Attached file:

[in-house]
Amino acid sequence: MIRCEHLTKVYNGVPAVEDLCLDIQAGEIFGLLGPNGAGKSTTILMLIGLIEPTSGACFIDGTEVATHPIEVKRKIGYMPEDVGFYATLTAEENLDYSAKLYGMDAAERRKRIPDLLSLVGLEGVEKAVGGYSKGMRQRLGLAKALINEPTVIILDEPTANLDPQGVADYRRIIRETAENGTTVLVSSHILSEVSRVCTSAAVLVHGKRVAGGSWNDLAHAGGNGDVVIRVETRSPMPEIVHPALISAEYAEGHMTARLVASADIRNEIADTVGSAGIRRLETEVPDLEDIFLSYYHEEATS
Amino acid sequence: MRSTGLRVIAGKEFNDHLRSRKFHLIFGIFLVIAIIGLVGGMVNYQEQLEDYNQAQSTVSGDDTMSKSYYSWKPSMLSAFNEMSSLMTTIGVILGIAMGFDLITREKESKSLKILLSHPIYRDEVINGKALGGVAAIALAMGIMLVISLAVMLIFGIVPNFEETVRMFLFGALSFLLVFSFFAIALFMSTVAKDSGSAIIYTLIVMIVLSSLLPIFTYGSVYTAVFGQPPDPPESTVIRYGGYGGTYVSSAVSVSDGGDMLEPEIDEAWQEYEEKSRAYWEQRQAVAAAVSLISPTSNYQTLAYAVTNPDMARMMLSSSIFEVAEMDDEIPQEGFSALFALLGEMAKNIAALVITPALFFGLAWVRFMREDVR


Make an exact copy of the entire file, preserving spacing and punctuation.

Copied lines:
[in-house]
Amino acid sequence: MIRCEHLTKVYNGVPAVEDLCLDIQAGEIFGLLGPNGAGKSTTILMLIGLIEPTSGACFIDGTEVATHPIEVKRKIGYMPEDVGFYATLTAEENLDYSAKLYGMDAAERRKRIPDLLSLVGLEGVEKAVGGYSKGMRQRLGLAKALINEPTVIILDEPTANLDPQGVADYRRIIRETAENGTTVLVSSHILSEVSRVCTSAAVLVHGKRVAGGSWNDLAHAGGNGDVVIRVETRSPMPEIVHPALISAEYAEGHMTARLVASADIRNEIADTVGSAGIRRLETEVPDLEDIFLSYYHEEATS
Amino acid sequence: MRSTGLRVIAGKEFNDHLRSRKFHLIFGIFLVIAIIGLVGGMVNYQEQLEDYNQAQSTVSGDDTMSKSYYSWKPSMLSAFNEMSSLMTTIGVILGIAMGFDLITREKESKSLKILLSHPIYRDEVINGKALGGVAAIALAMGIMLVISLAVMLIFGIVPNFEETVRMFLFGALSFLLVFSFFAIALFMSTVAKDSGSAIIYTLIVMIVLSSLLPIFTYGSVYTAVFGQPPDPPESTVIRYGGYGGTYVSSAVSVSDGGDMLEPEIDEAWQEYEEKSRAYWEQRQAVAAAVSLISPTSNYQTLAYAVTNPDMARMMLSSSIFEVAEMDDEIPQEGFSALFALLGEMAKNIAALVITPALFFGLAWVRFMREDVR